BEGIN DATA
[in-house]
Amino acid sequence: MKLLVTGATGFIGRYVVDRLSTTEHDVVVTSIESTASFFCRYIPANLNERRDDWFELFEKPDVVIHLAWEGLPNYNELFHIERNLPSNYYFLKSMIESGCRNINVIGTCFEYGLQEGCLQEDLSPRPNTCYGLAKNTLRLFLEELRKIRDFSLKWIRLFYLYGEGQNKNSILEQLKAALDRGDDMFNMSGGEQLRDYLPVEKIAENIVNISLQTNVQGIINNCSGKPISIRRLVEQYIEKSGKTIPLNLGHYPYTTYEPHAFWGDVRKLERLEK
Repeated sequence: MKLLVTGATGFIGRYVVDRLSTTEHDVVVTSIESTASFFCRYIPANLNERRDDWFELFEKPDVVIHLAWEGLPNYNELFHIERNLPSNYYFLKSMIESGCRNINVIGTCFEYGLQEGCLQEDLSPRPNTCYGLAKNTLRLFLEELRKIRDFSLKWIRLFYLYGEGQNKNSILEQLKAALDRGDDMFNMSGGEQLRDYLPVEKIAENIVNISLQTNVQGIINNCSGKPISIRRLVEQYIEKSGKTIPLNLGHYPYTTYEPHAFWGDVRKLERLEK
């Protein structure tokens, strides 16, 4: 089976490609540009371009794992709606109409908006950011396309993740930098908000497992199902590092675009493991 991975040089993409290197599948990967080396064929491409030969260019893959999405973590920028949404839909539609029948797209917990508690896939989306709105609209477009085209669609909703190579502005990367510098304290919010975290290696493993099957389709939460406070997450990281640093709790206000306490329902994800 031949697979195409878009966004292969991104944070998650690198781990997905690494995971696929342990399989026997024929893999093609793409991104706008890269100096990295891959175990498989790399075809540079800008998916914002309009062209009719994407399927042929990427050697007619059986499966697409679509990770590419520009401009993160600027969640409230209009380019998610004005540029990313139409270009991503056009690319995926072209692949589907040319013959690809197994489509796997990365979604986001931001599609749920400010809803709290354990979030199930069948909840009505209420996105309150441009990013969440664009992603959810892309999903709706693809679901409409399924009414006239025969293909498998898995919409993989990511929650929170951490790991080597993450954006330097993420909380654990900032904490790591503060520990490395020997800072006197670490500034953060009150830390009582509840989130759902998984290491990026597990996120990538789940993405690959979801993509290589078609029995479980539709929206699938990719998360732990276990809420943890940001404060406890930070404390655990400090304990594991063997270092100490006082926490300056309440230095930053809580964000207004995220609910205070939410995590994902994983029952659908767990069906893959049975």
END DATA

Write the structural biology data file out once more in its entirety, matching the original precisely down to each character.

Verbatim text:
[in-house]
Amino acid sequence: MKLLVTGATGFIGRYVVDRLSTTEHDVVVTSIESTASFFCRYIPANLNERRDDWFELFEKPDVVIHLAWEGLPNYNELFHIERNLPSNYYFLKSMIESGCRNINVIGTCFEYGLQEGCLQEDLSPRPNTCYGLAKNTLRLFLEELRKIRDFSLKWIRLFYLYGEGQNKNSILEQLKAALDRGDDMFNMSGGEQLRDYLPVEKIAENIVNISLQTNVQGIINNCSGKPISIRRLVEQYIEKSGKTIPLNLGHYPYTTYEPHAFWGDVRKLERLEK
Repeated sequence: MKLLVTGATGFIGRYVVDRLSTTEHDVVVTSIESTASFFCRYIPANLNERRDDWFELFEKPDVVIHLAWEGLPNYNELFHIERNLPSNYYFLKSMIESGCRNINVIGTCFEYGLQEGCLQEDLSPRPNTCYGLAKNTLRLFLEELRKIRDFSLKWIRLFYLYGEGQNKNSILEQLKAALDRGDDMFNMSGGEQLRDYLPVEKIAENIVNISLQTNVQGIINNCSGKPISIRRLVEQYIEKSGKTIPLNLGHYPYTTYEPHAFWGDVRKLERLEK
């Protein structure tokens, strides 16, 4: 089976490609540009371009794992709606109409908006950011396309993740930098908000497992199902590092675009493991 991975040089993409290197599948990967080396064929491409030969260019893959999405973590920028949404839909539609029948797209917990508690896939989306709105609209477009085209669609909703190579502005990367510098304290919010975290290696493993099957389709939460406070997450990281640093709790206000306490329902994800 031949697979195409878009966004292969991104944070998650690198781990997905690494995971696929342990399989026997024929893999093609793409991104706008890269100096990295891959175990498989790399075809540079800008998916914002309009062209009719994407399927042929990427050697007619059986499966697409679509990770590419520009401009993160600027969640409230209009380019998610004005540029990313139409270009991503056009690319995926072209692949589907040319013959690809197994489509796997990365979604986001931001599609749920400010809803709290354990979030199930069948909840009505209420996105309150441009990013969440664009992603959810892309999903709706693809679901409409399924009414006239025969293909498998898995919409993989990511929650929170951490790991080597993450954006330097993420909380654990900032904490790591503060520990490395020997800072006197670490500034953060009150830390009582509840989130759902998984290491990026597990996120990538789940993405690959979801993509290589078609029995479980539709929206699938990719998360732990276990809420943890940001404060406890930070404390655990400090304990594991063997270092100490006082926490300056309440230095930053809580964000207004995220609910205070939410995590994902994983029952659908767990069906893959049975």